Build a robust R/C flying-wing airplane
that’s fun to fly and great to learn on.
By Breck Baldwin
The great power of the Towel is that everyone thinks they can
make one — and they’re right. Stupid-simple to build, all it takes is
a spare afternoon, $100 worth of gear, and some DIY chutzpah.
I was flying an early version of the plane that
had met Mother Earth at aggressive velocities
many times. The nose had become a rumpled
shadow of its former self. A fellow pilot, who
was a bit of a smartass, remarked that it
looked like I was trying to launch a wet towel,
and the name stuck.
The Towel is a great-flying airplane that’s
optimized for typical urban flying conditions:
gusty winds, small flying spaces, and rough
landing spots. Unlike store-bought beginner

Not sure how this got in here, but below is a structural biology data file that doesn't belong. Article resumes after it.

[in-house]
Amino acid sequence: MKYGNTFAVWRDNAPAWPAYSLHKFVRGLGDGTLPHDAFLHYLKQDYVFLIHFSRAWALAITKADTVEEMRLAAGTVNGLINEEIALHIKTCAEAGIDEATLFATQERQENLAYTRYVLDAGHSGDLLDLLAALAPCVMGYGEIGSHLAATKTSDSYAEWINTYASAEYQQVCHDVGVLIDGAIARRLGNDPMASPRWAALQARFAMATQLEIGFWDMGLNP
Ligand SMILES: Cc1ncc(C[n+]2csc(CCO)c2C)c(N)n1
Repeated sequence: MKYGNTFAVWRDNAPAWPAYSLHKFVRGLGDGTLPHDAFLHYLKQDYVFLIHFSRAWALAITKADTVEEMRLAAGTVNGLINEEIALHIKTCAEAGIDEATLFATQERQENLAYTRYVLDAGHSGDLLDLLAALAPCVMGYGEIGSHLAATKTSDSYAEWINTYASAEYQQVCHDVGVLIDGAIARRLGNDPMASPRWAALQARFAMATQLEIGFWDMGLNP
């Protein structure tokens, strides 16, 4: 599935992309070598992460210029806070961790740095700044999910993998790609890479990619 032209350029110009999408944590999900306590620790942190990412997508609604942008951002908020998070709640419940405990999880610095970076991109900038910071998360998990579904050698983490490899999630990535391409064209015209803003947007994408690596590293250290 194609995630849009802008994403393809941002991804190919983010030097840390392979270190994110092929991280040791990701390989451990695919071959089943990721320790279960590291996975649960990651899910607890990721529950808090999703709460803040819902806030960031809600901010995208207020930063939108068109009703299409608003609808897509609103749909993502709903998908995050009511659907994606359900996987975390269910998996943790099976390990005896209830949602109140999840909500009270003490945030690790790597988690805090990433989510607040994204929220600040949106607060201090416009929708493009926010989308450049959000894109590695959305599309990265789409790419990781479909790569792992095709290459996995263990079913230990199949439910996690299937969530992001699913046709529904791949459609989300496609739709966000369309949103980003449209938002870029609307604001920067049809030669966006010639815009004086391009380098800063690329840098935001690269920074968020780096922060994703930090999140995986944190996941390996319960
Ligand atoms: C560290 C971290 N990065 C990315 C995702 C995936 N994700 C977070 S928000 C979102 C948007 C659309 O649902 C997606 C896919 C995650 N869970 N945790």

planes, the Towel has a 1: 1 thrust-to-weight
ratio that makes it highly maneuverable. This
allows it to fly in tight spaces and turbulence.
It can also carry a camera.
Lots of people have learned to fly on the
Towel. Repairs are simple and the airframe
can take a lot of punishment before needing
replacement, which takes minutes. It’s made
from recycled materials and designed to not
seriously hurt people or property.
The Towel’s detachable deck is an innovation in DIY hobby flying. You’ll spend 80% of
your build time on the deck, and only 20%
on the airframe and control surfaces. This
allows for a very desirable property of the
Towel, which is that the airframe can be easily
replaced in that 20% time frame. We can all
thank Mark Harder (aka Splinter) for the
Why the Towel moniker? Back in the day,
We estimate that well over 100 Towels have
been built, by kids and by vastly older kids.
Here’s how you can make one.
SET UP: p. 85 MAKE IT: p. 86 USE IT: p. 94
Breck Baldwin ( email@example.com) lives and
works in Brooklyn, N. Y., trying to populate the sky with interesting objects. He has a Ph. D. in computer science and is the
founder of LingPipe.com and chief scientist at YapMap.com.
82 Make: makezine.com/30